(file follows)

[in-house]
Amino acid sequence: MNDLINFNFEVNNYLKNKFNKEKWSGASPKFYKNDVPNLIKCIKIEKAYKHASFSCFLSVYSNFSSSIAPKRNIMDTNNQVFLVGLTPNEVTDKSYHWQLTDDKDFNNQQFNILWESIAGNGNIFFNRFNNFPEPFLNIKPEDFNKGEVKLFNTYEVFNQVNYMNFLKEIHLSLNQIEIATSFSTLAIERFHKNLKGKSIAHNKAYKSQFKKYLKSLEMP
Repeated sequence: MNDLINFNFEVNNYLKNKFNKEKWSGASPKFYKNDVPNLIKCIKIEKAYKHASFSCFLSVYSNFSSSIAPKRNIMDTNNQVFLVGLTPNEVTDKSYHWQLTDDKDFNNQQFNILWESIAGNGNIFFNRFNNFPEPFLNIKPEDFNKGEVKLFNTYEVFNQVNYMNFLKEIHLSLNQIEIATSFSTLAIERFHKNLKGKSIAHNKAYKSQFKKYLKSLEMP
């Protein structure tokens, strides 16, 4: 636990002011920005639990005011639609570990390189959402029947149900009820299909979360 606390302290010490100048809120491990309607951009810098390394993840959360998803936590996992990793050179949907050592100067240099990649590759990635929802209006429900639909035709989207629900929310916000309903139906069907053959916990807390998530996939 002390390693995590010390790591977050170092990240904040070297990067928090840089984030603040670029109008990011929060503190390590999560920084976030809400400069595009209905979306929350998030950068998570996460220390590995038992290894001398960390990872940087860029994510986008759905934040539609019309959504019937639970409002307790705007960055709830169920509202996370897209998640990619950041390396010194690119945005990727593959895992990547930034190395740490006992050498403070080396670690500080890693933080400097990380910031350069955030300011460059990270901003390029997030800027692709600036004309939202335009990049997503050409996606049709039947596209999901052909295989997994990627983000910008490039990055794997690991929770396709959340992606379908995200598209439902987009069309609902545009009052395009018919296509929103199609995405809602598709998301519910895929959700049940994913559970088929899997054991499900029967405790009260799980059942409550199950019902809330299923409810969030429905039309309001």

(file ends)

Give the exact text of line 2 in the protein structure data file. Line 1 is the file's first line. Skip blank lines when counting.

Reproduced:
Amino acid sequence: MNDLINFNFEVNNYLKNKFNKEKWSGASPKFYKNDVPNLIKCIKIEKAYKHASFSCFLSVYSNFSSSIAPKRNIMDTNNQVFLVGLTPNEVTDKSYHWQLTDDKDFNNQQFNILWESIAGNGNIFFNRFNNFPEPFLNIKPEDFNKGEVKLFNTYEVFNQVNYMNFLKEIHLSLNQIEIATSFSTLAIERFHKNLKGKSIAHNKAYKSQFKKYLKSLEMP